Sometimes, scientists solve medical mysteries in a day’s work
Articles / Human genetics

Sometimes, scientists solve medical mysteries in a day’s work

It all began on a Thursday, the day Dr. Daryl Scott goes to clinic to visit patients. One of the patients was a young male with intellectual disability, developmental delay, macrocephaly (enlarged head) and very flexible joints. The genetics lab indicated that the patient did not seem to have any known genetic changes that could explain … Continue reading

‘Superbugs’ might have found their match: Bacteriophages can combat antibiotic-resistant bacteria
Antibiotic-resistant bacteria

‘Superbugs’ might have found their match: Bacteriophages can combat antibiotic-resistant bacteria

Envision the following possible future clinical scenario: a patient in a hospital develops an antibiotic-resistant bacterial infection that is untreatable or only treatable with the most toxic of antibiotics. During the 48 hours it takes to identify the bacterial species and strain, physicians and scientists also screen a library of bacterium-killing viruses at hand, select … Continue reading

Image of the Month: Lipid droplets in the transparent worm C. elegans
Model organisms

Image of the Month: Lipid droplets in the transparent worm C. elegans

  Meet Caenorhabditis elegans, a 1-millimeter-long, transparent, free-living roundworm that is the center of attention of many research laboratories around the world, including Dr. Meng Wang‘s lab at Baylor College of Medicine. C. elegans is a simple organism that nonetheless shares essential characteristics with human biology. The worm starts its 2 to 3 week long lifespan … Continue reading

2017 Michael E. DeBakey M.D. Award for Research Excellence
2017 DeBakey Award for Research Excellence

2017 Michael E. DeBakey M.D. Award for Research Excellence

The five winners of this year’s Michael E. DeBakey M.D. Award for Research Excellence exemplify the breadth and depth of scientific research at Baylor College of Medicine – from the development of the field of molecular endocrinology and the study of endocrine cancers, to research into the brain’s sensory maps as well as the circuits … Continue reading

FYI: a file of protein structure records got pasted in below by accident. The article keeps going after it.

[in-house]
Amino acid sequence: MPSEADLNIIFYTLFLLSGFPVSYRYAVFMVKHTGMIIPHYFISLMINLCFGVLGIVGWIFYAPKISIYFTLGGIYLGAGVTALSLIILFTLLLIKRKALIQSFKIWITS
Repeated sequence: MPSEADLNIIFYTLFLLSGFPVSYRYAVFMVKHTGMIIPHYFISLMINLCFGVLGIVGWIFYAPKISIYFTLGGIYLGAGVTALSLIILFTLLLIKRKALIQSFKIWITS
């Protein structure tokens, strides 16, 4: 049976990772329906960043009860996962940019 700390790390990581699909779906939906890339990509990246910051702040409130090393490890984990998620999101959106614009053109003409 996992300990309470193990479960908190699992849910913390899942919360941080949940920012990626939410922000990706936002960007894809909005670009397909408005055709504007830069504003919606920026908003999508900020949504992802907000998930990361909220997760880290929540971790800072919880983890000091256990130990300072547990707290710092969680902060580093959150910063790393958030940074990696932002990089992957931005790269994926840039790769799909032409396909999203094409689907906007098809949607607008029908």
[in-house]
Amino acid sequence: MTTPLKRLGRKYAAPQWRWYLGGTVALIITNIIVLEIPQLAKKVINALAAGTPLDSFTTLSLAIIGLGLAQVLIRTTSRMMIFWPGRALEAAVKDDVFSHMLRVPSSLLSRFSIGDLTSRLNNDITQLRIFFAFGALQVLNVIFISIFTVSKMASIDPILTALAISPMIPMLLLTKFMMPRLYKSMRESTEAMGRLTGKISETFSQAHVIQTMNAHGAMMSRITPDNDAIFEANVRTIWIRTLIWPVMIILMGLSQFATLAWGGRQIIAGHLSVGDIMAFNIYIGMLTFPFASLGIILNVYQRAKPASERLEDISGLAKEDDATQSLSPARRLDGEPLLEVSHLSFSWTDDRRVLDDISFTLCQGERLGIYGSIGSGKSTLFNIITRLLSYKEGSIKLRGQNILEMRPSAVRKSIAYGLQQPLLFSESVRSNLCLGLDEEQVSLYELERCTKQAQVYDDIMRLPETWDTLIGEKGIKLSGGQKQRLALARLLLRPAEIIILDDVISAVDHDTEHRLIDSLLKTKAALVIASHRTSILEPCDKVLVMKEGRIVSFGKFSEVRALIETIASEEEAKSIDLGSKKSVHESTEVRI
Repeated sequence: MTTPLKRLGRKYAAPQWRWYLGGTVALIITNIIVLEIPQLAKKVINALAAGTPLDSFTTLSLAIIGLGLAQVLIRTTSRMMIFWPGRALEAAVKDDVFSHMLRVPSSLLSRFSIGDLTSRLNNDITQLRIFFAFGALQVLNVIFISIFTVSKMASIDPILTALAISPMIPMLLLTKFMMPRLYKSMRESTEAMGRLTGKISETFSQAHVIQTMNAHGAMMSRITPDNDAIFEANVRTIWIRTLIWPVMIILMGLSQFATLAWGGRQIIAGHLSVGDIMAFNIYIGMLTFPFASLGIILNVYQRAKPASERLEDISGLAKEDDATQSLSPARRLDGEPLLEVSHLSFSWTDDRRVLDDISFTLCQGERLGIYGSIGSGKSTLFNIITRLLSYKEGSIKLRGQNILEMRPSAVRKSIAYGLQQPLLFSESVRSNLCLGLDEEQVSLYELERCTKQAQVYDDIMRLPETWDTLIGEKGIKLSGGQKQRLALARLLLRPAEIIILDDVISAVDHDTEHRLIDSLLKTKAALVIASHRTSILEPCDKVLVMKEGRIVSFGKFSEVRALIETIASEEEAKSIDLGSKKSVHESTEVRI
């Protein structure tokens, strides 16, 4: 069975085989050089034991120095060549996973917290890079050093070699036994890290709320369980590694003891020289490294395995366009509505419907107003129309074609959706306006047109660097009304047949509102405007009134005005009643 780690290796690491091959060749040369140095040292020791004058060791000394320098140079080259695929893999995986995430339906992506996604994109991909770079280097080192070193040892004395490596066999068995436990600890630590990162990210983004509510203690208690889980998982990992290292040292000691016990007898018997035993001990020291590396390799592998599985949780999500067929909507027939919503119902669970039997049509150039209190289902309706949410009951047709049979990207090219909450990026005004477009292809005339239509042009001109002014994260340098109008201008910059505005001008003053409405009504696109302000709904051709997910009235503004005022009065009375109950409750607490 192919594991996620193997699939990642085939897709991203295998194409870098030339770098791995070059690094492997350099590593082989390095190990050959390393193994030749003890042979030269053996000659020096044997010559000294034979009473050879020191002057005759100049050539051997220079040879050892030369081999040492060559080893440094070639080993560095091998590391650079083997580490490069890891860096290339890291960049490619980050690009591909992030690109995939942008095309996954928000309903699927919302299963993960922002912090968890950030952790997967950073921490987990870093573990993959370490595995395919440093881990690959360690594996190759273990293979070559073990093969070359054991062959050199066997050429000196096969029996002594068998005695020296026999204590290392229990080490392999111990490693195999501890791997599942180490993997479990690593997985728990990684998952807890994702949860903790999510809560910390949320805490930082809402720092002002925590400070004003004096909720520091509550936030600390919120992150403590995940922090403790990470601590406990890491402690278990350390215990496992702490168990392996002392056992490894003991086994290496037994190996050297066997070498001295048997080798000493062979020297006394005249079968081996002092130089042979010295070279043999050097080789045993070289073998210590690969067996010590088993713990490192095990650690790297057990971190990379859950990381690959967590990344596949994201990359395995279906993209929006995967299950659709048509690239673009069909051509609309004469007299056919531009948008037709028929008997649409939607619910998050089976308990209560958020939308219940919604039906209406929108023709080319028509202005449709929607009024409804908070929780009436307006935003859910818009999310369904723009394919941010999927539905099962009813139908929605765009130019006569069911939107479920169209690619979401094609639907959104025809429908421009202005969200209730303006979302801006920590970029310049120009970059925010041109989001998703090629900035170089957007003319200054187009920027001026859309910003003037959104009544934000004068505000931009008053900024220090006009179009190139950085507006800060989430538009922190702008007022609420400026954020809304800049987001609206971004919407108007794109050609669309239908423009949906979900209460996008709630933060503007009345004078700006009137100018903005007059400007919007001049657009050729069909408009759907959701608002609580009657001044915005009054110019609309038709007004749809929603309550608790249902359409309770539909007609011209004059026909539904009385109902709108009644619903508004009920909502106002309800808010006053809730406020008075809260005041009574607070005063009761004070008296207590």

CRKL in 22q11.2; a key gene that contributes to common birth defects
Articles / Birth defects / Genetics

CRKL in 22q11.2; a key gene that contributes to common birth defects

The 22q11.2 region of human chromosome 22 is a hotspot for a variety of birth defects. Scientists learned about this region because it is deleted in about 1 in 4,000 births, causing the loss of up to 40 genes. This chromosome microdeletion can result in a number of developmental abnormalities that vary greatly in severity among … Continue reading

Mouse blood vessels and immune system can team up against cancer metastasis
Articles / Breast cancer microenvironment

Mouse blood vessels and immune system can team up against cancer metastasis

Picture a shapeless, small mass of tumor cells inside an otherwise healthy organ. The tumor is growing, thanks, among other things, to its ability to trigger the formation of new blood vessels, a process called angiogenesis that supplies oxygen and nutrients to the cell mass. This discovery has led to therapies that aim at blocking … Continue reading

Bacteria living in your gut may help diagnose colorectal cancer
Articles / colorectal cancer / Microbiome

Bacteria living in your gut may help diagnose colorectal cancer

Those millions of bacteria living in your gut may someday be your allies in early detection of colorectal cancer, the second-leading cause of cancer-associated death in the United States. Individuals diagnosed early have a 90 percent chance of survival; however, more than 30 percent of individuals 50 years old or older, the high-risk group, indicate never … Continue reading